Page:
Liberty wins first battle in landmark challenge to mass surveillance powers in the Investigatory Powers Act

27 April 2018

In a landmark victory for privacy rights, the High Court has today ruled part of the Government’s flagship surveillance law, the Investigatory Powers Act, is unlawful – following a legal challenge from human rights campaigning organisation Liberty.

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European Court of Human Rights to hear landmark challenge to UK Government mass surveillance

06 November 2017

The case is the latest stage in a protracted effort from the organisations to challenge the UK’s extremely wide-ranging surveillance powers following startling revelations by the US whistleblower Edward Snowden. 

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A clear message to our Government: your Snoopers' Charter will breach British people’s fundamental rights

Advocate General Saugmandsgaard Øe has delivered a forceful opinion which should cause the Government to seriously consider revising the Investigatory Powers Bill currently before Parliament – or face the prospect of further legal challenges.

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Investigatory Powers Bill: Government has set review of bulk powers an impossible task

Anything less than a thorough, comprehensive and procedurally irreproachable review will do a disservice to this important public debate. But, by undermining due process from the start, the Government has set the panel what looks like an impossible task.

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A review of the bulk powers in the Snoopers' Charter is welcome - but the Government must get it right

After consistent lobbying by the Labour party and Liberty, Home Secretary Theresa May has finally announced that there will be a review of bulk powers.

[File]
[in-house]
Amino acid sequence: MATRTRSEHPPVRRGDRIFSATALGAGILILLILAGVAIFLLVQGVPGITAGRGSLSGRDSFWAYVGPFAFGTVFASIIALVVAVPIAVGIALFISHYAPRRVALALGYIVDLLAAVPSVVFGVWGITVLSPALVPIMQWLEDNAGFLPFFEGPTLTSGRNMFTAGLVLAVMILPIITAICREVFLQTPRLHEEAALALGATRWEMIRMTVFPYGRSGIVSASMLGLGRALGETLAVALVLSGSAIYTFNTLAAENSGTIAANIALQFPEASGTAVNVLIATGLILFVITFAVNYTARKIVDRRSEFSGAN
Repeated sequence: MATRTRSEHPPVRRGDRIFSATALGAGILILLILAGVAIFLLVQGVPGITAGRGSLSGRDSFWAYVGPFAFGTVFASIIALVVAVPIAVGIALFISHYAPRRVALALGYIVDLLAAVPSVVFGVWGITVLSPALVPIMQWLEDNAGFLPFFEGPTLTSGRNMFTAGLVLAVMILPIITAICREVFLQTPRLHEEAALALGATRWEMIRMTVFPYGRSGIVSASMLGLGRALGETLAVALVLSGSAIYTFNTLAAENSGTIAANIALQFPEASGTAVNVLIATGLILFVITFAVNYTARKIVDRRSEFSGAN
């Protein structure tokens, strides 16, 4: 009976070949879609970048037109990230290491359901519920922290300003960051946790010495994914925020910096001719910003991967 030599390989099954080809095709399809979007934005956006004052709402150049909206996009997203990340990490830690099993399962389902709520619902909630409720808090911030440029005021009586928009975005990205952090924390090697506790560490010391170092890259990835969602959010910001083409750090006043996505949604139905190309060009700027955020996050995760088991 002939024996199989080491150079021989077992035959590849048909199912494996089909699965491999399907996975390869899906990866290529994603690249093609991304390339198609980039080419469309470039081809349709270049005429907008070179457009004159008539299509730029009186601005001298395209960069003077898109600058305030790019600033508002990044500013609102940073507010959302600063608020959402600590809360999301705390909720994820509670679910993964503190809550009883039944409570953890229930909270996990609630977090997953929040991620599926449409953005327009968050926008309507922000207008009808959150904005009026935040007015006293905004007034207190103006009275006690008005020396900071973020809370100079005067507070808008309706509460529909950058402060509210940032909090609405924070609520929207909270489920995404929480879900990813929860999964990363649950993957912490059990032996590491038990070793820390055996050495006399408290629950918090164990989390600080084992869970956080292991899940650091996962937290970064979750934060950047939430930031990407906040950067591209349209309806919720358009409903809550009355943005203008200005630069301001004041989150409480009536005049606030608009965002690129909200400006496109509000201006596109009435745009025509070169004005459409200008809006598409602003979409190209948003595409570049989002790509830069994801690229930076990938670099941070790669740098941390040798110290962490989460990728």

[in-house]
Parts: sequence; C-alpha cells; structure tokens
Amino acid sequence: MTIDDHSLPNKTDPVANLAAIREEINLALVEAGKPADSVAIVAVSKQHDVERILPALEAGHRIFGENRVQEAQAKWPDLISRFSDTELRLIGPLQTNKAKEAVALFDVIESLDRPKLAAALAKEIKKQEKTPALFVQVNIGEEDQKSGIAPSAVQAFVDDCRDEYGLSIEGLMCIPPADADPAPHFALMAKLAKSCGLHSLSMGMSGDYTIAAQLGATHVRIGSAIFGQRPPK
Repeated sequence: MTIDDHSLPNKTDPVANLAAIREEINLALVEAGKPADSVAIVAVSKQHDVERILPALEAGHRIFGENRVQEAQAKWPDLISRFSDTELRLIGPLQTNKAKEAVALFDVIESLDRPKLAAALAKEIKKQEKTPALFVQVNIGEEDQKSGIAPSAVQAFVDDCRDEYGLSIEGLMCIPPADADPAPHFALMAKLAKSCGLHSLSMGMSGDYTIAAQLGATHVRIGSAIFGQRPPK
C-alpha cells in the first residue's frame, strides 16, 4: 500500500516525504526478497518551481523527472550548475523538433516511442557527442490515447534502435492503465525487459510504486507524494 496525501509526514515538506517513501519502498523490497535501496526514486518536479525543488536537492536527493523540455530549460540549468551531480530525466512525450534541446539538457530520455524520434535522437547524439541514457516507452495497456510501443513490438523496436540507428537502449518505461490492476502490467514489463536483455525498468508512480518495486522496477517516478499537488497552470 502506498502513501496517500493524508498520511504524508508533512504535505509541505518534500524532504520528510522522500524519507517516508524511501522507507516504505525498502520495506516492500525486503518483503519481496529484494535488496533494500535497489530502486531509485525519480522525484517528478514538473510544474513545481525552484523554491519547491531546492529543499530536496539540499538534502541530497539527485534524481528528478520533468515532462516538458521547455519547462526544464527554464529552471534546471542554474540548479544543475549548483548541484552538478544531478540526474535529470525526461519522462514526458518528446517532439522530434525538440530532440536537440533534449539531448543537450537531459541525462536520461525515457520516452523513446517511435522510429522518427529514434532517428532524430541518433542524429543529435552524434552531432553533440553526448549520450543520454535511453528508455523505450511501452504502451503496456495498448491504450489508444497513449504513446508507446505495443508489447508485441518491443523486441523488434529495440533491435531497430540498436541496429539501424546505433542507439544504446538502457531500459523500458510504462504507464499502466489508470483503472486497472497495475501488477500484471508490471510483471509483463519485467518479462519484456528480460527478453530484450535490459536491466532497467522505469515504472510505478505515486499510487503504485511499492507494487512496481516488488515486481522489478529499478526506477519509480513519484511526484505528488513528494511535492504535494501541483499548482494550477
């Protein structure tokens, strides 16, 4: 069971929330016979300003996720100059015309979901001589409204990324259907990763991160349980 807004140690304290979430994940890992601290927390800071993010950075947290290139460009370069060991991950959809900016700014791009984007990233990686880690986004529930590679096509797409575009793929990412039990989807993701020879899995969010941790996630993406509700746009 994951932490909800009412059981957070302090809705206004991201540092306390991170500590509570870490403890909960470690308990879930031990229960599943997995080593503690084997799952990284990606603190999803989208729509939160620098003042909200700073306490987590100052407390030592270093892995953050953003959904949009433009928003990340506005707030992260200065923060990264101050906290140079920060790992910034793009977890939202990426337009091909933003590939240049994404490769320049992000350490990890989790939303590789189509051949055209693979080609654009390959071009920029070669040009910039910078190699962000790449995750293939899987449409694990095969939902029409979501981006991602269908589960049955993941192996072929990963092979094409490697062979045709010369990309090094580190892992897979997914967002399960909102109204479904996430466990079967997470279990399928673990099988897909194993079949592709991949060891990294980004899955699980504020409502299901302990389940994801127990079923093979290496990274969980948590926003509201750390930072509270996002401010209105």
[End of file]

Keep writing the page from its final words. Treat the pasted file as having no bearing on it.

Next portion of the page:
The Government’s outgoing Reviewer of Terror Legislation, David Anderson QC, is to conduct a review of practices first revealed by whistle-blower Edward Snowden that Government is now seeking to retrospectively legitimise via powers contained the Snoopers’ Charter. 

The news has been given a cautious welcome at Liberty HQ. 

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Human rights in the headlines: a pro-Snowden James Bond and the spectre of the Snoopers' Charter

This was the week we learnt that James Bond’s latest incarnation is “sexily pro-Snowden”. As always, 007’s timing is impeccable – because this was also the week that saw the spectre of the Snoopers’ Charter return with a vengeance.

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“Undemocratic, unnecessary and – in the long run – intolerable”: Government reviewer condemns Britain’s snooping laws

11 June 2015

Liberty has welcomed the Independent Reviewer of Terrorism Legislation’s call for a fundamental overhaul of the laws governing State surveillance.

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No Snoopers' Charter - Stop Comms Data Bill

Campaigning for an end to blanket surveillance of the entire population.

The path to mass surveillance

A quick look across the Atlantic this week serves as a timely reminder that securocrat ambition for mass surveillance knows no bounds.

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Playing politics with fear

The opportunistic response to the shocking murder of Drummer Lee Rigby in Woolwich continues apace as yet more politicians take to the papers and airwaves to demand the revival of the dreaded Draft Communications Data Bill. Defence Secretary Philip Hammond and others have today spoken of their support for the “Snoopers’ Charter”, which Home Secretary Theresa May suggests she may try to resurrect after last week’s horror. Murmurings from senior Labour figures hint that they might back a scaled-down version of the Bill.

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